Recently I reviewed my cell phone and cable bills side-by-side and was surprised. First, both bills were almost the same. Secondly, I realized that while I loathe paying my cable bill, I rather cheerfully pay my cell phone bill. Why is it that even I, a loyal former cable employee and customer, viewed my cable bill more negatively than my wireless bill? Was it because Clark Howard talks so much about saving on cable bills or countless stories discuss cord cutting? If both bills cost the same, why are media outlets not equally outraged by cell phone costs?

After further thought, I wondered if MSOs might be more responsible for their subscribers’ price outrage. During contentious content negotiations, in CEO interviews and presentations, it appears cable provides one message to its customers: My services are overpriced. Yes, the explanations highlight programmers’ roles, but the subscribers hear overpriced services. Cable’s constant discounts only reinforce the overpriced message. If the Lakers offered you steeply discounted tickets for floor seats, would you question paying full price?

Although programming costs are infuriatingly high, cable’s message and pricing should switch from cost-centric to value-based. Your cable bill, especially the video component, represents an entertainment choice. I submit cable’s entertainment value (hundreds of channels, thousands of VOD choices, time-shifted DVR) is exceptional. Compare your cable bill to your cell phone bill and cable will likely win in terms of value. Then, compare your cable bill to a family of four’s trip to the movies or to a restaurant for one evening’s mediocre dinner. Cable wins!

Scary as it seems, if MSOs extolled their entertainment value more, we might cheerfully pay more. If I’ve lost you, let me offer a story about two guys, both named Steve. The first Steve, who sees pricing through cost-based lenses, thought no one would pay over $500 for a product. The other Steve took a value-based approach and told us how this product was like nothing we had ever seen; it was easy to use; and, one more thing—it was just so cool. The former Steve is Steve Ballmer and the latter is Steve Jobs. The product was the iPhone. Prior to Apple’s value marketing, most of us, including me, would have agreed with Ballmer. Yet, I’ve bought three iPhones already and can’t wait for the next one. Was the time-shifted viewing revolution (VOD and DVR) a missed opportunity? Or, does an opportunity still exist since VOD is mostly free and DVR is under $20 per month?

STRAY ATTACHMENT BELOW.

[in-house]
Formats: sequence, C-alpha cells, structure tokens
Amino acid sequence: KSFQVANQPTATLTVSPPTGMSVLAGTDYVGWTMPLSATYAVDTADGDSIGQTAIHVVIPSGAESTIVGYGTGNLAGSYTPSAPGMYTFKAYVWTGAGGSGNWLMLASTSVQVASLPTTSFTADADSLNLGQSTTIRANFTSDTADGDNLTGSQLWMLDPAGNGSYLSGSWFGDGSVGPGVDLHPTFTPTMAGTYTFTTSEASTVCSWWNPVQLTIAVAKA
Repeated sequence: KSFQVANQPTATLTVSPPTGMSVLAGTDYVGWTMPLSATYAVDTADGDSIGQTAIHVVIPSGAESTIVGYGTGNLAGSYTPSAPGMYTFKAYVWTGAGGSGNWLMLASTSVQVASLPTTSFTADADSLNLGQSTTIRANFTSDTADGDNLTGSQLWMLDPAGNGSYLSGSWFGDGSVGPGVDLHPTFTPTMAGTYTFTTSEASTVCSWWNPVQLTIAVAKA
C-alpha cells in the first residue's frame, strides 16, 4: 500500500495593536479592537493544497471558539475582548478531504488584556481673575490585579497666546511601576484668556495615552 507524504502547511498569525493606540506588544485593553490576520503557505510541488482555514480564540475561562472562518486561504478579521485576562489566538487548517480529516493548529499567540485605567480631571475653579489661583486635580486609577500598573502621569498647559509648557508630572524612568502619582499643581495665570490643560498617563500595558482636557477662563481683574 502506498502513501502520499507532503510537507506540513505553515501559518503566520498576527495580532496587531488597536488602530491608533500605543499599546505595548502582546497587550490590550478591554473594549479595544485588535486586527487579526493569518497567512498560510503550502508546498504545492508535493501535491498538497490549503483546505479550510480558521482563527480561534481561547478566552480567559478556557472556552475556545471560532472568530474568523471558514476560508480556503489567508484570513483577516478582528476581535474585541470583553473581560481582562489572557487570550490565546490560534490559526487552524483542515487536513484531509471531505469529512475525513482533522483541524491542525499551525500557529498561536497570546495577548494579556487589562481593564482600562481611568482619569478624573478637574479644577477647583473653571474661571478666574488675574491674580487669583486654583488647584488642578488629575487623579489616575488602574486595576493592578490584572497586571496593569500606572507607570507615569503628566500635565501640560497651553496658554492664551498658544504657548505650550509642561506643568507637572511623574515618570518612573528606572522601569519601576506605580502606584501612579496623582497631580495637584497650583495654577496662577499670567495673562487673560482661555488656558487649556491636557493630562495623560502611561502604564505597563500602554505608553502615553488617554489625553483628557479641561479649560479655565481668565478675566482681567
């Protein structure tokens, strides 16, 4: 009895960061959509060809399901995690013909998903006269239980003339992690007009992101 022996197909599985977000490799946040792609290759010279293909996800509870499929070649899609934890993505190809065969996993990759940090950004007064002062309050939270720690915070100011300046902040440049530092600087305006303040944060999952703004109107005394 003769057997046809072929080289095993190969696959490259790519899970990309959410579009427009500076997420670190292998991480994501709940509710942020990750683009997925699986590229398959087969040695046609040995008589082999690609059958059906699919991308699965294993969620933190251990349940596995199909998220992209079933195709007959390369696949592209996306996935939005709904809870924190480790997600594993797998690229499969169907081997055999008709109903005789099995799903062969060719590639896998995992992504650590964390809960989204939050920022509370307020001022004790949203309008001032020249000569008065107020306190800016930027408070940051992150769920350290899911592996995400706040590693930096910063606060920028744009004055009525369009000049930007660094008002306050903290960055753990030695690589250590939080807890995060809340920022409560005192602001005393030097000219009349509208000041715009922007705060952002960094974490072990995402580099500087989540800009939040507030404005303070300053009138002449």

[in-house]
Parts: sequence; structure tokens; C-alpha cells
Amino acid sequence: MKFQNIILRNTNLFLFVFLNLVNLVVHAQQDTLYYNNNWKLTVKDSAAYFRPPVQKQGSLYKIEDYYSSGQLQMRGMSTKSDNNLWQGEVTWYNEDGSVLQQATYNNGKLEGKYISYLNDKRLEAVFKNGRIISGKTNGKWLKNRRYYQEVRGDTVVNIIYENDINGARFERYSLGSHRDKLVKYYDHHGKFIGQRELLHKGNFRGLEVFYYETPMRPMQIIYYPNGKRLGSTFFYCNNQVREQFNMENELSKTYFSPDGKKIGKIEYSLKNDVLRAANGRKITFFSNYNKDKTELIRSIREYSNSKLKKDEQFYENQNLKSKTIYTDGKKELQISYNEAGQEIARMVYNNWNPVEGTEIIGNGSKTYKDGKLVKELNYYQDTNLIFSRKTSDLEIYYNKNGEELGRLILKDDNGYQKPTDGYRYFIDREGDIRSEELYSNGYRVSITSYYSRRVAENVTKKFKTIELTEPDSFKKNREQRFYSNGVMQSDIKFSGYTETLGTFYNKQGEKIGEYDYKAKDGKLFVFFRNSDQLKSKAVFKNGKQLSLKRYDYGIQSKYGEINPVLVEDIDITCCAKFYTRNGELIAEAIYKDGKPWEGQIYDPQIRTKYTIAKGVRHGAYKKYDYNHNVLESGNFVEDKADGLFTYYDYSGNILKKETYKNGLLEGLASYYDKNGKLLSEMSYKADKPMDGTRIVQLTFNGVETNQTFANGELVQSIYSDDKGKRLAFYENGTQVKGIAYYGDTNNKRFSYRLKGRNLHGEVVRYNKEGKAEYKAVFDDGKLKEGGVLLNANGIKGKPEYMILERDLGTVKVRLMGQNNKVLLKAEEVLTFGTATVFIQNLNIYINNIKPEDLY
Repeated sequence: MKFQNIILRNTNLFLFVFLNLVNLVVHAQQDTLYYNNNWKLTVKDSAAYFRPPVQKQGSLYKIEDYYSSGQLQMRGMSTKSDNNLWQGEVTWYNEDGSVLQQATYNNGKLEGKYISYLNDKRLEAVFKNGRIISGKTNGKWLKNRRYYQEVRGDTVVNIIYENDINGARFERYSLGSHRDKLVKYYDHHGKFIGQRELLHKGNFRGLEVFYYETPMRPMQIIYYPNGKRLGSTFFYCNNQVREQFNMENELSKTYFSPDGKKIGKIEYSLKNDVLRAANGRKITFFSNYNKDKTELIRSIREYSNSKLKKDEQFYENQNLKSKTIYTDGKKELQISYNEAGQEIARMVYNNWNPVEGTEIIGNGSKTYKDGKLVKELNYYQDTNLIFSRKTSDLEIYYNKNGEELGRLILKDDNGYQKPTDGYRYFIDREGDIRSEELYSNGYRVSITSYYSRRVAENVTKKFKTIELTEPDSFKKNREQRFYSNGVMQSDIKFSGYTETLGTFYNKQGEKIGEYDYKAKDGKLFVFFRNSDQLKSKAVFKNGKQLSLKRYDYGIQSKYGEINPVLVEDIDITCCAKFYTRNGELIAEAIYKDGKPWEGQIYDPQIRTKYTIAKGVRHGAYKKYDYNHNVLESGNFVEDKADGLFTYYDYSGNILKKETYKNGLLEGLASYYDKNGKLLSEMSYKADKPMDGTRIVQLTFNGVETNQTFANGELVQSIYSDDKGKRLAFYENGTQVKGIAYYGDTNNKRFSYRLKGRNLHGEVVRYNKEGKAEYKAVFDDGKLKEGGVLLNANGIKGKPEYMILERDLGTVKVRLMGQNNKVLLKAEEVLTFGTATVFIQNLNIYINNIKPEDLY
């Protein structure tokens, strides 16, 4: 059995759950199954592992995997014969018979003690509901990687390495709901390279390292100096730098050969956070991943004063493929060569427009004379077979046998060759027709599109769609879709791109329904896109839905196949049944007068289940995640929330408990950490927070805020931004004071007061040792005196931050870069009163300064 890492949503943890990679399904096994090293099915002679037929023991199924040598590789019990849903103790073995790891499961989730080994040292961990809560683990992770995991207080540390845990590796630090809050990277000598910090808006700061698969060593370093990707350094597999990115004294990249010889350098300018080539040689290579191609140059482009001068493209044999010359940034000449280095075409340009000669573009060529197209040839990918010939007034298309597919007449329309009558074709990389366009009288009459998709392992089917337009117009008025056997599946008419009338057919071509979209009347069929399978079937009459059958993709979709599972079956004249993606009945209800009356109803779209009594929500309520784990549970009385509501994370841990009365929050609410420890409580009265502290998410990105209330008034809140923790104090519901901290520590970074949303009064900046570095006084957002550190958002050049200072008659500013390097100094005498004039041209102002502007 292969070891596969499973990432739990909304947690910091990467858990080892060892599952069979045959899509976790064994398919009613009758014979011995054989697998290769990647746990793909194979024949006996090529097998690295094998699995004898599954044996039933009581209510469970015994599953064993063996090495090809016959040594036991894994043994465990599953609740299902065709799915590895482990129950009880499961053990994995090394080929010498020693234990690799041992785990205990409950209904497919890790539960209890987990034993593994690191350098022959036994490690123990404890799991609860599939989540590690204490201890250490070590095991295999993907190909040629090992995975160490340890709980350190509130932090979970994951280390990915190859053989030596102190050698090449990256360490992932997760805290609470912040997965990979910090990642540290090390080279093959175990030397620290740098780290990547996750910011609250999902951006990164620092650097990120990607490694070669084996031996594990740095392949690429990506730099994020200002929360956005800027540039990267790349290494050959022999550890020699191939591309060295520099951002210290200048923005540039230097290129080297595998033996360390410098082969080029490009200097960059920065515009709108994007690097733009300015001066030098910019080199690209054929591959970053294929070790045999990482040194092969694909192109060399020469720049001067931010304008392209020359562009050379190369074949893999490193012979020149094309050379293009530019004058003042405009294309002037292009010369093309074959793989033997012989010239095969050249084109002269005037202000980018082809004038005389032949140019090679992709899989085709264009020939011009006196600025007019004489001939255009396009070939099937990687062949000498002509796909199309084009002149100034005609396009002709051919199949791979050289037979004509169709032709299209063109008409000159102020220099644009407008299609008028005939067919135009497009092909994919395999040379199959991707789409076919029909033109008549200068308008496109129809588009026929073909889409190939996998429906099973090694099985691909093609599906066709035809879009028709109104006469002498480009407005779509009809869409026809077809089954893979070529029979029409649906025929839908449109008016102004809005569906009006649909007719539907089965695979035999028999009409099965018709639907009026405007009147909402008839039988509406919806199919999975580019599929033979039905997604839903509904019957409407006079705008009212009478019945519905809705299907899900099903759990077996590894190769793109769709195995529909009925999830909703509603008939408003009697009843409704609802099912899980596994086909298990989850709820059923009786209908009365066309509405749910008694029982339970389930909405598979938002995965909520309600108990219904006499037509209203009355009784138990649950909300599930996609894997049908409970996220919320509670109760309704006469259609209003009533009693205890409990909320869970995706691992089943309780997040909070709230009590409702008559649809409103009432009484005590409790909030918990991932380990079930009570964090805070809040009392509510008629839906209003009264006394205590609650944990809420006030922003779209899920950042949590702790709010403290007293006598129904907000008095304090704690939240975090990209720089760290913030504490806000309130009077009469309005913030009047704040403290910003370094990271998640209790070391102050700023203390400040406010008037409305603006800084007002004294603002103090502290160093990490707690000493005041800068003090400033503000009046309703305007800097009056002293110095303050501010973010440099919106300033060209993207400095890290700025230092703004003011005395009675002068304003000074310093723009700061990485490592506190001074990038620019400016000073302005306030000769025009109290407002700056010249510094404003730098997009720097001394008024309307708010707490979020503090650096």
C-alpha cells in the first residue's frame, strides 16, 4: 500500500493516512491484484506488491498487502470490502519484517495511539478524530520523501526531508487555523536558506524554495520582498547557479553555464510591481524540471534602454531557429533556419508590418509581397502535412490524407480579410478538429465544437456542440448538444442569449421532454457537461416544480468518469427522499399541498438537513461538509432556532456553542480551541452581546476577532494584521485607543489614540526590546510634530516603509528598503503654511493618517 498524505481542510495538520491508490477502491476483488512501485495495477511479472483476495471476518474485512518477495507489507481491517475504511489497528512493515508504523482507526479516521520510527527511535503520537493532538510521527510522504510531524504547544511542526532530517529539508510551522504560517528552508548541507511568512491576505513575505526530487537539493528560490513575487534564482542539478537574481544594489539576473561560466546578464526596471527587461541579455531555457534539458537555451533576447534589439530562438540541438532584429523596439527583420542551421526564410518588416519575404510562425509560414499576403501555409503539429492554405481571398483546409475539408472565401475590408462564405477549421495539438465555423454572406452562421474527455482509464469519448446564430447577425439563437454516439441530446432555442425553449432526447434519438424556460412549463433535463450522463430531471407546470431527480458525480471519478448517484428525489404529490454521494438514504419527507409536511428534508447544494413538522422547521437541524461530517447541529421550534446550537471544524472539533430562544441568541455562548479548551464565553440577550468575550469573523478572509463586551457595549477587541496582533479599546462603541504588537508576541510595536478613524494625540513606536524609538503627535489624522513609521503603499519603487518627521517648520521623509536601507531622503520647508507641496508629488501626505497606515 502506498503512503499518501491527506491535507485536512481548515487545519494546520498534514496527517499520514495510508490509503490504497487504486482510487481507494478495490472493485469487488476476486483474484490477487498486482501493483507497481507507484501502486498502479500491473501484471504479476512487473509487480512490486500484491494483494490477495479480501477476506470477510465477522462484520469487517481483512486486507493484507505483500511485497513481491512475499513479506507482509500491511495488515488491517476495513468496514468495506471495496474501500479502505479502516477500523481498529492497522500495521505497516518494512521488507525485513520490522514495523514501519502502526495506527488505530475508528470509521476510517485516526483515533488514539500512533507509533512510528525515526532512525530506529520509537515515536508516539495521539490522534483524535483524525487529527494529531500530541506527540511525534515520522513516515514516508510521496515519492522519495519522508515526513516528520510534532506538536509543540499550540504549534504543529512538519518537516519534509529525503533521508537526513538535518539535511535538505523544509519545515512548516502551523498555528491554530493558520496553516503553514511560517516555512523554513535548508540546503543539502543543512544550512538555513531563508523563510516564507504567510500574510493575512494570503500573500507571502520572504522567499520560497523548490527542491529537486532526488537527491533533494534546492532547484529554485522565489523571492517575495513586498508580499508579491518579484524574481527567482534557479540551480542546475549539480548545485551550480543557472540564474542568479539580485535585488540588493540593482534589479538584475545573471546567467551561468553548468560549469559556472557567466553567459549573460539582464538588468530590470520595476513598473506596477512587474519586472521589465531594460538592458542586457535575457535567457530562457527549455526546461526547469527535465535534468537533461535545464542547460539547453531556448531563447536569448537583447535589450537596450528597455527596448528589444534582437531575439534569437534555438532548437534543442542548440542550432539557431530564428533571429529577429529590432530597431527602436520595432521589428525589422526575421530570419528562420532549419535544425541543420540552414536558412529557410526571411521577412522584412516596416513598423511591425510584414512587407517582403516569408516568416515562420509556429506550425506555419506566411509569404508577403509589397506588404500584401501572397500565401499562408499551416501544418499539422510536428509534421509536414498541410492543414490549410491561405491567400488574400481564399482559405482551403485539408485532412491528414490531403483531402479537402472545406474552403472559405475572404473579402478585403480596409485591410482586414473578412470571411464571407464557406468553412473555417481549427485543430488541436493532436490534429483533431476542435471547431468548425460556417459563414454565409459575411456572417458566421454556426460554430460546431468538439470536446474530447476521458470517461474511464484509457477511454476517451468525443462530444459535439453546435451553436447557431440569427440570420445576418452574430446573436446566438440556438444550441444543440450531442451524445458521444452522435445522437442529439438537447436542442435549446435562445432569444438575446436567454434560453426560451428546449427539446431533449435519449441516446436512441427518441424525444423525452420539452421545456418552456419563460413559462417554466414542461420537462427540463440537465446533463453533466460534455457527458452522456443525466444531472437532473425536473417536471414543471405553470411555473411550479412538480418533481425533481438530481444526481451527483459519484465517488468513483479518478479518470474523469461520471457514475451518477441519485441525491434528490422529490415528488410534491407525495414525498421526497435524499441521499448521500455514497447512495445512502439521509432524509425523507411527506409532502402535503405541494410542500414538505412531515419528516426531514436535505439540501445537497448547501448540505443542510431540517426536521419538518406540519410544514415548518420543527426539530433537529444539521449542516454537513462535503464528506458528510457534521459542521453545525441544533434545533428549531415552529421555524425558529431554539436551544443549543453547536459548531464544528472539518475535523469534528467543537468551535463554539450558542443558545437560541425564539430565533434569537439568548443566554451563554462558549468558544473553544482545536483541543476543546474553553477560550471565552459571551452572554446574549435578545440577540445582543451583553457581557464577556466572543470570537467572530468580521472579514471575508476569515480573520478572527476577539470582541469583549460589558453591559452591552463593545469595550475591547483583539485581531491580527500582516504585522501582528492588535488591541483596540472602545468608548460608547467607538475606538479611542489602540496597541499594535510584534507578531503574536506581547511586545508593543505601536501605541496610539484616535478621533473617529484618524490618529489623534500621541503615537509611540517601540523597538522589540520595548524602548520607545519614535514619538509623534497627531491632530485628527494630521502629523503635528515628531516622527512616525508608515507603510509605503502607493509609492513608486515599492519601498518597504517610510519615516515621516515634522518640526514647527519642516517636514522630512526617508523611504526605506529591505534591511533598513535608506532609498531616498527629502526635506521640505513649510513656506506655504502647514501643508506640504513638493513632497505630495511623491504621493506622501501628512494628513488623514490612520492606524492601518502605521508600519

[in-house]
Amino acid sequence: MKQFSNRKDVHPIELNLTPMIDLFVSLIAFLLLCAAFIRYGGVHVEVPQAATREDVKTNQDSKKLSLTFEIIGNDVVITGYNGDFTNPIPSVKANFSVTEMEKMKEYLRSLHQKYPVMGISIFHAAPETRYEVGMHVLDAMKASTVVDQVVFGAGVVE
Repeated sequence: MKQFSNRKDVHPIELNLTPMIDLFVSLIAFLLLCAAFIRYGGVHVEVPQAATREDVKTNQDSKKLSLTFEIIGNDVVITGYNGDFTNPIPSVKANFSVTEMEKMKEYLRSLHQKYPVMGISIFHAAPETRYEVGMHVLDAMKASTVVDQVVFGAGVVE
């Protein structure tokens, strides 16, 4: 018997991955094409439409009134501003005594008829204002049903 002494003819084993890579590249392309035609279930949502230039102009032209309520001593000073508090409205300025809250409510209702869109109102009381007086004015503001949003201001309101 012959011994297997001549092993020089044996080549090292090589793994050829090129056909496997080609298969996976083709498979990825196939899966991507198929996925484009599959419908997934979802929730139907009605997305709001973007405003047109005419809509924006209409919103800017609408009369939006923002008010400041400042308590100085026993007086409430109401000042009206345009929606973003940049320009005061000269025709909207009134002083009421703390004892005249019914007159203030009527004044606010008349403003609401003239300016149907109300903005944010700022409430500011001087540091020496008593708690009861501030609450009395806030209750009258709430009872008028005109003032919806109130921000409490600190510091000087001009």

Arguing about program costs is a no-win battle. Here is cable’s best argument: the industry offers great entertainment (via TVs, PCs, tablets, etc.) at more reasonable prices than other entertainment options. Instead, more cable companies continue to ignore the entertainment message. Some even publicly eschew video, the bundle’s entertainment anchor, in favor of data. Much like the TV itself is a delivery tool for video entertainment, data is a delivery pipe for information and entertainment, including video entertainment. Until water cooler talks become more about data speeds than last night’s episode of “The Voice,” it seems subscribers will view video as cable’s entertainment anchor. I suspect cable’s growing list of competitors would agree. Why else would they invest so much in video?

(Sam Divine, Jr. is a consultant, speaker, and author. He is CEO of Cross Atlantic Business Advisors, LLC and author of “BATTLEGROUNDS to BOARDROOMS: Life Lessons from The Liberian Civil War to Corporate America.” Sam previously worked in product management, advanced advertising and finance within the cable industry. Follow Sam at or )

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